Walker Evans dismissed color as "vulgar."

Robert Frank said, "The colors of photography are black and white."

Together they laid down the law for two generations of American documentary photographers who scorned color as the tool of advertisers and amateurs.

A change in attitude can be traced to 1976, when a show of William Eggleston's dye transfer prints opened at the Museum of Modern Art and, in effect, officially canonized color. Joel Meyerowitz and others had also taken advantage of the new, more controllable color processes that emerged in the '60s, but it appears to have been Eggleston's show -- and MOMA's blessing -- that touched off the explosion of new color work that has since revitalized contemporary photography.

The work of 18 of the best current color practitioners will go on view this afternoon in "New Color/New Work," a splendid joint exhibition at four Dupont Circle-area galleries: Middendorf, Jones Troyer, Kathleen Ewing and Addison/Ripley. It is a major event, presenting in depth many of the best of the new breed.

Based on New York writer-curator Sally Eauclaire's new book of the same title, "New Color/New Work" is composed of 165 pictures by 18 photographers, with famous names including Eggleston ("Elvis Presley's Graceland" at Middendorf), Meyerowitz ("Cape Life" at Kathleen Ewing), John Pfahl ("Power Places" at Jones Troyer) and Stephen Shore ("The Montana Suite" at Addison/Ripley).

But some of the greatest pleasures lie in the work of significant photographers who have not had extensive gallery exposure here, such as Joel Sternfeld, Jim Dow, Mitch Epstein and Jo Ann Walters. None represent the trendy avant-garde, such as Cindy Sherman and other postmodern artists who employ the camera to nonphotographic ends. Rather, these are photographers who make personal images in the documentary tradition -- straight, unmanipulated images that derive their forms and attitudes chiefly from black-and-white street photographers such as Garry Winogrand and Lee Friedlander. All have mastered their craft, and though the taut modernist esthetic prevails, many have loosened those bonds to allow the sheer romance of color to come into play, along with an occasional undertow of social concern. In that sense, they share the new tendency toward "content" seen in the Hirshhorn's current survey of art from the past decade.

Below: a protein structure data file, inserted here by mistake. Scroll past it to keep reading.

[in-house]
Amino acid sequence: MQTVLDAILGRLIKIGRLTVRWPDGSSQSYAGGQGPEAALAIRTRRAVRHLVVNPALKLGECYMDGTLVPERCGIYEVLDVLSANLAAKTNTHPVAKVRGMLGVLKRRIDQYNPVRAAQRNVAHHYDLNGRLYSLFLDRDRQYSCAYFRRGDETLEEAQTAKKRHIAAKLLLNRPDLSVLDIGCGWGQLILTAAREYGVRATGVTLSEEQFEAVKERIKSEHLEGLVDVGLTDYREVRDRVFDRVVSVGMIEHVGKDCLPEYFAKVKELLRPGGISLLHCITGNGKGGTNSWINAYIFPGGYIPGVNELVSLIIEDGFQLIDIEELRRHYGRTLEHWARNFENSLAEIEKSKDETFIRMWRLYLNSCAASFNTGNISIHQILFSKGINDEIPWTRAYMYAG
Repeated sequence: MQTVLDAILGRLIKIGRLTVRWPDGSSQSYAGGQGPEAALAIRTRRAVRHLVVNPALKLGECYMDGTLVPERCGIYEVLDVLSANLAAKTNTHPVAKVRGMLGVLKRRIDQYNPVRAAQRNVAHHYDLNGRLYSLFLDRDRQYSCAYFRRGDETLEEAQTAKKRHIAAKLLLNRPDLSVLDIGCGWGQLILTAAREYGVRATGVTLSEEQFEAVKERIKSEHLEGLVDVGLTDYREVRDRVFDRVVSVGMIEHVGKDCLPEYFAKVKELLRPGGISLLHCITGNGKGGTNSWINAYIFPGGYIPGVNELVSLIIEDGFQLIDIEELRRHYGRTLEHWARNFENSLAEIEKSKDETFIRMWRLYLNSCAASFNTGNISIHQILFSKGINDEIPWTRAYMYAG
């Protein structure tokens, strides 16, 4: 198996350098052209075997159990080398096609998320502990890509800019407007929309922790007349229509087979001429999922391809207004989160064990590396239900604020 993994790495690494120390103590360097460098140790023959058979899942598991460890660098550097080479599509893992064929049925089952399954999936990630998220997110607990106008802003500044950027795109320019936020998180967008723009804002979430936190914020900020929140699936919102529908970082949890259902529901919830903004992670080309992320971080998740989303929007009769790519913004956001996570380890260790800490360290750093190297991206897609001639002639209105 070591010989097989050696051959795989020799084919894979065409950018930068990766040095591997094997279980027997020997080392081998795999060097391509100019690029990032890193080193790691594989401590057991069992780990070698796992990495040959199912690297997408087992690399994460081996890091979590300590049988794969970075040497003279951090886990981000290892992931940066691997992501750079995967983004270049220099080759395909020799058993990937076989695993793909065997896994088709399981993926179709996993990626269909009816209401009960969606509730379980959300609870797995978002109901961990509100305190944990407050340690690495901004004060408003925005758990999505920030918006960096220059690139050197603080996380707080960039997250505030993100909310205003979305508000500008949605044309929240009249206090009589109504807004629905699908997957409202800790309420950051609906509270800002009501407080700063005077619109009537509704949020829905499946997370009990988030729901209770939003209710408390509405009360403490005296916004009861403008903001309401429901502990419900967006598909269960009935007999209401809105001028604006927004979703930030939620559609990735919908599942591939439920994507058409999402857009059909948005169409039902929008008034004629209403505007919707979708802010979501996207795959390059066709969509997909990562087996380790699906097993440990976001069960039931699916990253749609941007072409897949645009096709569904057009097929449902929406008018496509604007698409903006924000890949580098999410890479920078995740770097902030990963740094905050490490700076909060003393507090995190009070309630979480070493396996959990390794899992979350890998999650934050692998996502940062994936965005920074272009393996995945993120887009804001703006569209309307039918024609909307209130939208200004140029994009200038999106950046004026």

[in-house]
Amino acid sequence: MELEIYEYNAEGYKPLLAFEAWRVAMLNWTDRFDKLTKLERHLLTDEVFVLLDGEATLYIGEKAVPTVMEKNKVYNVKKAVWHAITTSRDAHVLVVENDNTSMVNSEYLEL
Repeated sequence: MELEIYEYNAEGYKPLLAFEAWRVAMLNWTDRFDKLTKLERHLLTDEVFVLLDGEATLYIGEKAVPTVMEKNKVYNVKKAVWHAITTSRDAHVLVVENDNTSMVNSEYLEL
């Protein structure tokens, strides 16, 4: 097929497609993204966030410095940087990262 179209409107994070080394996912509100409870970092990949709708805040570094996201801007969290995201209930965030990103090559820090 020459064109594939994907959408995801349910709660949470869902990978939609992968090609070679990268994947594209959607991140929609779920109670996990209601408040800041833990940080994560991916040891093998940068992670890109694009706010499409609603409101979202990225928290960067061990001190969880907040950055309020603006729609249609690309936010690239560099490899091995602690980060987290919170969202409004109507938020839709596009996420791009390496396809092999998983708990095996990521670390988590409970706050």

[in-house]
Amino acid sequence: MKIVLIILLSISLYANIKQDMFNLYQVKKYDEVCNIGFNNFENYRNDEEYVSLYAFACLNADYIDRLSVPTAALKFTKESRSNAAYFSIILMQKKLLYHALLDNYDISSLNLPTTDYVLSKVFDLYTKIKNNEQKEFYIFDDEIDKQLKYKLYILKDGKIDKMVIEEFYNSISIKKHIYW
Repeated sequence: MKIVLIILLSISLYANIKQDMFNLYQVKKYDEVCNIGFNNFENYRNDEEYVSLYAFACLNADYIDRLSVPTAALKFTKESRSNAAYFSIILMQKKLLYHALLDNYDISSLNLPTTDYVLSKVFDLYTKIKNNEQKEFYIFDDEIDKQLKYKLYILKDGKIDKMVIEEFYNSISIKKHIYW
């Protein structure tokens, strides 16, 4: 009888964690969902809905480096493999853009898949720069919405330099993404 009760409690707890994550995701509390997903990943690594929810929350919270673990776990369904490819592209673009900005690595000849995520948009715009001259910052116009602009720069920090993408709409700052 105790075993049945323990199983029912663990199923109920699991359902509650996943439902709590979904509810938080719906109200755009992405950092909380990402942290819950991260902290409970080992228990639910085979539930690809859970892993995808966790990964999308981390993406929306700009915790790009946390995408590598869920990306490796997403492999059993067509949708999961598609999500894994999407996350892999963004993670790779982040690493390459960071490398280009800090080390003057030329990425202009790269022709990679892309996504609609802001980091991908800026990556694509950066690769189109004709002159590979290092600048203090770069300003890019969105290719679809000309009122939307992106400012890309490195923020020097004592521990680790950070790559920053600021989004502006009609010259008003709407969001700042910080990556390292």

Like all good art, these photographs are not one-shot images, and layers of meaning slowly unfold only to the exploring eye. Joel Sternfeld's "An American Prospect" (at Middendorf), for example, seems on first encounter to focus mostly on the sheer beauty of the color in his landscapes and deserted factories, all bathed in exquisite light. Closer inspection reveals underlying tragedies: a cornfield gone fallow, a uranium plant abandoned, workers left homeless and living in tents.

Though his more direct attempts to show alienation among the middle class -- notably in a soured couple at a tennis club -- are obvious and contrived, we are grateful for the chance to see enough of his work to understand that it is about nothing less than the state of contemporary society. Here, as in the beautiful but ominous "Power Places" of John Pfahl, and in all of the show's best work, there is an intellectual armature -- but it must be sought out.

Many -- in fact most of these photographic essays -- are concerned with evoking a sense of place, as in William Larson's bleached "Tucson Gardens" at Jones Troyer, photographed at blazing noon. They would lose everything without their Cloroxed color. Among the best of the more private evocations are Jo Ann Walters' deliciously nostalgic images of the encompassing, comfortably mysterious spaces surrounding an old Victorian house.

Those who still wonder how such photographs differ from those taken by competent snapshooters with automatic Nikons need look no further than Mitch Epstein's magical and almost cinematic evocations of India at Addison/Ripley.

There is much more, such as Jim Dow's "Stadium Panoramas," which document in a wide format the architecture of the sports stadium; and Joel Meyerowitz's portraits of redheads, which attempt -- but fail -- to give color a significant place in contemporary portraiture.

No one will like everything. Personal vibrations will vary. But this rare joint venture among four galleries -- quite possibly a first in Washington -- should not be missed. It came about thanks to the efforts of George Hemphill, curator of photography at Middendorf Gallery, with results that any museum would be proud to show.

It also puts the old arguments for and against color to rest. Color has now become, in the hands of many of these artists, a tool that only a fool would argue against.

The four-part show, which opens this afternoon between 3 and 6 p.m., will continue through Jan. 19 at Middendorf Gallery (2009 Columbia Rd. NW), Jones Troyer Gallery (1614 20th St. NW), Kathleen Ewing Gallery (1609 Connecticut Ave. NW) and Addison/Ripley (9 Hillyer Ct. NW). The book, "New Color/New Work," a must for anyone interested in the field, will be available at each of the galleries.